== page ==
A bankruptcy filing allows people who have trouble or totally cannot afford to pay their debts to get a fresh start at life. Such debt-relief can be done by either liquidating assets to cover debts or through a payment plan. Filing a bankruptcy petition is a court procedure covered by federal bankruptcy law. Bankruptcy enables an individual debtor (or even a company, although it is quite a different process) to pay-off or wipeout debts while enjoying bankruptcy protection. 

Let’’s take a closer look at the two common chapters of personal bankruptcy. Very broadly: Chapter 7 is for liquidation while Chapter 13 is for reorganization. In Chapter 7, you are asking the federal bankruptcy court to take into account would-be liquidated assets for your unpaid debts. Meanwhile, under Chapter 13, debt-settlement will be mainly through a repayment plan. You will propose to reorganize your debts and fully or partially pay back whatever you owed. Note, however, that it is difficult to have a student loan, a tax debt, fines, or alimony or child support debts dismissed even after bankruptcy is filed.

An automatic stay will immediately be effective when you file bankruptcy. It forbids creditors to take any steps to collect or recover what you owed them. However, if the stay is lifted by the bankruptcy court, debt collectors are permitted and will likely be proceeding to contact you for debt-repayment. 

bankruptcy typesWhen you file bankruptcy under Chapter 7, you request the bankruptcy court to discharge most of the debts that you have. The bankruptcy trustee can retrieve properties that were not excluded or tagged as exempt. These will be sold and the proceeds will be distributed to creditors in exchange for the debts that would be discharged. On the other hand, under Chapter 13 bankruptcies, you will submit a repayment plan. The payment that would be expected depends on the amount you make, the amount you owe, and the properties you possess.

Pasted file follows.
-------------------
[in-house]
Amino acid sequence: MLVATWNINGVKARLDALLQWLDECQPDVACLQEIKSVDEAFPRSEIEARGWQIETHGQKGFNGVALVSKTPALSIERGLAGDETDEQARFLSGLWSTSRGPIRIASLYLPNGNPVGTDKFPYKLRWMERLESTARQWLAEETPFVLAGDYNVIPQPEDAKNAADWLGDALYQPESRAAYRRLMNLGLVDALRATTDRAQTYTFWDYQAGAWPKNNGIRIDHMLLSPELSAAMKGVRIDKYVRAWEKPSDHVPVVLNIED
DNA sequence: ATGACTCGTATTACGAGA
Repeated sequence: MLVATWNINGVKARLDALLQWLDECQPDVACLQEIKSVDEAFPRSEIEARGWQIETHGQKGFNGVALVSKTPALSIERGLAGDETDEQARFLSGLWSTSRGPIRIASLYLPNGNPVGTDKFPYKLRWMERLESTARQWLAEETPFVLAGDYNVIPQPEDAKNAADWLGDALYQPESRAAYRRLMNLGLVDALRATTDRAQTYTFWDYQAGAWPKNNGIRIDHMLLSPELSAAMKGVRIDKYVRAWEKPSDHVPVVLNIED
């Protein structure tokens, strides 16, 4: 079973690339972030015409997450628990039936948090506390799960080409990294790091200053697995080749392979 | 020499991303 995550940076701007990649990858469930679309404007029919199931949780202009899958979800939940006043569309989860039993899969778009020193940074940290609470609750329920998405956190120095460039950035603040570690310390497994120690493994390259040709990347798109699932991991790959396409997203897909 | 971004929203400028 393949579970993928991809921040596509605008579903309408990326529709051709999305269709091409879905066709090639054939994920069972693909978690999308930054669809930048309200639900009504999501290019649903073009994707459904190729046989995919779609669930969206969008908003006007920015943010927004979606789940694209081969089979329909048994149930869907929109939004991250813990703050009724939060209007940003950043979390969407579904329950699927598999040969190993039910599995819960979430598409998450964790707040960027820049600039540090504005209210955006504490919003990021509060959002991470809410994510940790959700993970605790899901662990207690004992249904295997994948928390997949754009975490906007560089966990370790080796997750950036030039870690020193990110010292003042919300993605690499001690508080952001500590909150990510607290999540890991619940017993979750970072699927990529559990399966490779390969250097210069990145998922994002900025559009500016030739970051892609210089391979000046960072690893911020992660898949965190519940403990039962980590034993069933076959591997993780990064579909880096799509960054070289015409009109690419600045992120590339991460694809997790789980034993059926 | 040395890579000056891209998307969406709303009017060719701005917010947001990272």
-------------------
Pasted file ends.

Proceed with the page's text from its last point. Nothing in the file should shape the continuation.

In a Chapter 7 filing, you refer to state law and state bankruptcy provisions on an exemption. You choose from certain kinds of properties that you are entitled to keep. Although the list of exemptions may vary from state to state, you are usually permitted to keep properties under the following categories: equity in your home or homestead, insurance, retirement plans, personal property, and public benefits. Under Chapter 13, you do not lose any property or face repossession since you finance your payment plan through your profits.

Before filing for bankruptcy, you must first complete all requirements to be eligible for either of the above types of bankruptcy. The bankruptcy process you will opt for will largely depend on the types of debt you have. 

Following the bankruptcy act, if the petitioner’s income is greater than the median salary for their family size, he or she will not be permitted to file a Chapter 7 bankruptcy. If the total disposable income, after authorized expenses and required debt payments are subtracted, is enough to pay all unsecured debts within five years, the petitioner will likely be asked to file a Chapter 13.

Declaring bankruptcy under Chapter 7 is the more common option because, in contrast to Chapter 13, qualified filers are not expected to repay their debts. However, Chapter 13 could also be the better option depending on the situation you are in. 

Confused about which type of bankruptcy to file for in Arizona? Call our experienced bankruptcy attorneys at Phoenix Fresh Start Bankruptcy Attorneys for legal help and a free consultation.